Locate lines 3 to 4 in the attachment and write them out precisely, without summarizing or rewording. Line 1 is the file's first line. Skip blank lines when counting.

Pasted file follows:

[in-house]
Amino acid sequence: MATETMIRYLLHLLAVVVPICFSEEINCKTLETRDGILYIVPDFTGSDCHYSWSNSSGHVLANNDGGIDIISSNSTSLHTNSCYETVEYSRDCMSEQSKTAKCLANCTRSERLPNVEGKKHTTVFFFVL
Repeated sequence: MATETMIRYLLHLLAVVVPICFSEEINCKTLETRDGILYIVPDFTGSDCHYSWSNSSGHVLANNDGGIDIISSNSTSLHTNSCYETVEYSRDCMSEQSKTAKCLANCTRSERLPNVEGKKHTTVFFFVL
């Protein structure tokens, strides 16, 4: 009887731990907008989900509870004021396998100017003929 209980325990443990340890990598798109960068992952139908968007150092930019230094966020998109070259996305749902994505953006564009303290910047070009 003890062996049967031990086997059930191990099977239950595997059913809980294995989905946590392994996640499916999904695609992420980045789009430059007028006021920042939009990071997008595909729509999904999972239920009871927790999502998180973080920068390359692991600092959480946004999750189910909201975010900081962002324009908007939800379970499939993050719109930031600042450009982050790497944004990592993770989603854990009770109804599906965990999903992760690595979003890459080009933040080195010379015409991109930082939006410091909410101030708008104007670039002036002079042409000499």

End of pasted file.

Repeated sequence: MATETMIRYLLHLLAVVVPICFSEEINCKTLETRDGILYIVPDFTGSDCHYSWSNSSGHVLANNDGGIDIISSNSTSLHTNSCYETVEYSRDCMSEQSKTAKCLANCTRSERLPNVEGKKHTTVFFFVL
């Protein structure tokens, strides 16, 4: 009887731990907008989900509870004021396998100017003929 209980325990443990340890990598798109960068992952139908968007150092930019230094966020998109070259996305749902994505953006564009303290910047070009 003890062996049967031990086997059930191990099977239950595997059913809980294995989905946590392994996640499916999904695609992420980045789009430059007028006021920042939009990071997008595909729509999904999972239920009871927790999502998180973080920068390359692991600092959480946004999750189910909201975010900081962002324009908007939800379970499939993050719109930031600042450009982050790497944004990592993770989603854990009770109804599906965990999903992760690595979003890459080009933040080195010379015409991109930082939006410091909410101030708008104007670039002036002079042409000499």